(The Center Square) — Officials with the Louisiana Coastal Protection and Restoration Authority are forging ahead with a new coastal master plan for 2023, and are now moving into a public comment phase through March.
CPRA officials discussed progress with the plan Wednesday during a meeting before the Coastal Protection and Restoration Authority Board in Baton Rouge.
“We have an unprecedented opportunity in front of us,” board chairman Chip Kline said of the 50-year plan. “There is a lot of issues that come before this board, and none is more important than the process we’re going through to update the plan. It is the most important work this board does.”
The 2023 plan builds on the previous master plan’s efforts to reduce storm surge-based flood risk, provide habitats to support an array of commercial and recreational activities, and support infrastructure critical to the working coast over the next five decades.
“The annual plan presented to the Legislature this year will surpass last year’s plan” with an estimated $25 billion in restoration projects, Klein said.
The new plan includes fresh metrics for predicting future damage, with expected dollars of damage and “expected annual structural damage” included in calculations, said Stuart Brown, a CPRA assistant administrator of strategic planning.
“It’s an effort to better address questions of equity and a response to criticism to other metrics that have been used in projects in the past,” he said.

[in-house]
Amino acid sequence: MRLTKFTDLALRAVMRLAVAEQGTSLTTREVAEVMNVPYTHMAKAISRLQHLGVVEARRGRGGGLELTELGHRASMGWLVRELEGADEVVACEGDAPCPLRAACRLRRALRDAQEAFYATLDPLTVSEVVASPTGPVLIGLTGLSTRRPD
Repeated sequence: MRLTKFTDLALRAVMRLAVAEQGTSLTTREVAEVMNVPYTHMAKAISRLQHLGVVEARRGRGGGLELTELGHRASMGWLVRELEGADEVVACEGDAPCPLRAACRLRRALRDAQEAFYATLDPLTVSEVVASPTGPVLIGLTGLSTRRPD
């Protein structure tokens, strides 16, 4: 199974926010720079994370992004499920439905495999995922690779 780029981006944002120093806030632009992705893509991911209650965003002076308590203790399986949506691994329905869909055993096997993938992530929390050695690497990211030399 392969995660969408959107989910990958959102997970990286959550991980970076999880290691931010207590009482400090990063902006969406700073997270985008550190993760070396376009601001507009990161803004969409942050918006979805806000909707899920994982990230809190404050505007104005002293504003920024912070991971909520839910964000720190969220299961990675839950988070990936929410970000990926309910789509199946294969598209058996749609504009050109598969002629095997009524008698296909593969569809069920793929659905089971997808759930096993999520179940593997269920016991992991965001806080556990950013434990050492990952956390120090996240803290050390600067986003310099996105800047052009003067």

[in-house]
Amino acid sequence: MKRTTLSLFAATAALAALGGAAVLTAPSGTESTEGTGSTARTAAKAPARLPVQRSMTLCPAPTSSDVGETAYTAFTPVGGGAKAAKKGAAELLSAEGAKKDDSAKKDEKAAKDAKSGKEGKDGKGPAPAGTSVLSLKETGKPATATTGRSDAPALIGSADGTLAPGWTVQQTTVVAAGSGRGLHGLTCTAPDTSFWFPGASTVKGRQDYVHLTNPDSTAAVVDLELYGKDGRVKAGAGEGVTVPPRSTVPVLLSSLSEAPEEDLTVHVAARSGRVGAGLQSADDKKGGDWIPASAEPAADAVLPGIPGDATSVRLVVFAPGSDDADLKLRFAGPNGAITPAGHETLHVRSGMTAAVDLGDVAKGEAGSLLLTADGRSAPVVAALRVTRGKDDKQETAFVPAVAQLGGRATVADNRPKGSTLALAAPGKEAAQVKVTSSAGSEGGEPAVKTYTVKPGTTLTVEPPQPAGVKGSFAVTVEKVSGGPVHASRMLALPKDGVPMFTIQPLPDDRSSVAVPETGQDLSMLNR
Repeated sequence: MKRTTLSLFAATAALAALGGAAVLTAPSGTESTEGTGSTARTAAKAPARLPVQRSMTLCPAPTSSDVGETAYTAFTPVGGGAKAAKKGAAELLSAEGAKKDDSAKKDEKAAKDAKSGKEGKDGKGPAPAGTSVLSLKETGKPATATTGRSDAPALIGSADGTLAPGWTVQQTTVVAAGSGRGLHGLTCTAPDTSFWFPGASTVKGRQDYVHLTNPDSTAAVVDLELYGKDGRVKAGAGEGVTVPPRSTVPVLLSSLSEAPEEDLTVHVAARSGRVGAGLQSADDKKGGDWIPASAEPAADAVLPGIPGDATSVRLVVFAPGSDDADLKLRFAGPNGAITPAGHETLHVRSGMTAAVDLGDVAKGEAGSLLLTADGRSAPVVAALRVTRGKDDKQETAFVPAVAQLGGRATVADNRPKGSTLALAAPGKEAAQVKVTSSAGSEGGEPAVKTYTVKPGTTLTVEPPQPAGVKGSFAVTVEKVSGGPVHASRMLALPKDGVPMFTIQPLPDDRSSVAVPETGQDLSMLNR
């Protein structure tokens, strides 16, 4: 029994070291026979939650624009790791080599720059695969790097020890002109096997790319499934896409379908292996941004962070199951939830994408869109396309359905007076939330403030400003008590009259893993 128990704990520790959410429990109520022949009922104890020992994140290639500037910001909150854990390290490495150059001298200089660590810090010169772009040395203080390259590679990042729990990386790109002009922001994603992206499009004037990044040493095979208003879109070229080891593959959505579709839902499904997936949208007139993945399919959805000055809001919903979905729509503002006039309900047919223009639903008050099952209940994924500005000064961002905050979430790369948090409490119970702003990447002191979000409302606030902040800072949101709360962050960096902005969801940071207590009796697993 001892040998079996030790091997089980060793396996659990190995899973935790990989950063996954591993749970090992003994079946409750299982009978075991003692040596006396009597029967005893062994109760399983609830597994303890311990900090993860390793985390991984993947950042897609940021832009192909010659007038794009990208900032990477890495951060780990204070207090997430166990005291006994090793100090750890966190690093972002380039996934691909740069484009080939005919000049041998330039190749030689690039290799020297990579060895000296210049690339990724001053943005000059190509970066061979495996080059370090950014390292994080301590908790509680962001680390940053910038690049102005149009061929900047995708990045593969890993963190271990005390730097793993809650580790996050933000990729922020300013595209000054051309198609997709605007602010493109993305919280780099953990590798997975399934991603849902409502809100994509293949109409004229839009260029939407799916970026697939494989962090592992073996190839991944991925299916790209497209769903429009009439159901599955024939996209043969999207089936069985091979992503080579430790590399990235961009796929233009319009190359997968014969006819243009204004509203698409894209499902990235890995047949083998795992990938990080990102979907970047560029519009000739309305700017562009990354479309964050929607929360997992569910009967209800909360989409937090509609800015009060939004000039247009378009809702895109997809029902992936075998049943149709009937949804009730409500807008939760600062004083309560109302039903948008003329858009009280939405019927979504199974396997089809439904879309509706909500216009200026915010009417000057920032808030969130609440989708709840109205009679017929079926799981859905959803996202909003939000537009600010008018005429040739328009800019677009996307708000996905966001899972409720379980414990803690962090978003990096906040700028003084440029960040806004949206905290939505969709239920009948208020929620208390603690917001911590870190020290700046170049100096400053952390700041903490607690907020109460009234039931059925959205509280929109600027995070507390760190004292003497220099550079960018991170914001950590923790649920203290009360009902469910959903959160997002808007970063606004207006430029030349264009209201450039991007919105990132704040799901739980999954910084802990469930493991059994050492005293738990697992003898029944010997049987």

The criticism centered on favoritism toward projects in more affluent areas with higher value structures, and the new approach takes into consideration the number of structures protected to provide a more balanced approach, Brown said.
“We weighted them evenly in our project selection process,” he said.
The updated 2023 draft plan includes 61 projects totaling about $25 billion, with structural risk reduction accounting for $14 billion and non-structural risk reductions of $11.2 billion.
The draft plan includes $2.7 billion in new diversions, over $19 billion in dredging, and another $25 billion in programmatic spending on barrier islands, small-scale hydrologic restoration, oyster reefs and shoreline protection.
Dredging, Brown said, “is by far the largest component of our restoration strategy.”
The proposed spending includes $230 million in hydrologic restoration, $37 million in ridge restoration, $16 billion in marsh creation, and $2.9 billion in land bridge work, officials said.
The work is expected to result in between 233 and 314 square miles of built or maintained land that would otherwise be lost in 50 years. In terms of risk reduction, the draft plan would reduce risk by between 60% and 70%, or between $10.8 billion and $14.6 billion, based on a varying scenarios.
“Measured in expected annual structural damage the plan reduces coastwide risk by up to 78% under the lower scenario and 65% under the higher scenario,” according to the Wednesday CPRA presentation.
Officials expect to distribute fact sheets detailing the plan’s expected impact for the state’s different regions, parishes and communities in the coming weeks.
The draft plan was published on Jan. 6, and the public comment period is now open until March 25. CPRA will hold public hearings in Baton Rouge, New Orleans, Houma, and Lake Charles in January and February, after which officials will incorporate feedback into an updated draft that will be presented to the CPRA board on April 19, Brown said.
The CPRA expects to submit a final plan to the legislature by April 24.
More information about the plan, public meetings, and ways to submit public comment is available on the CPRA website.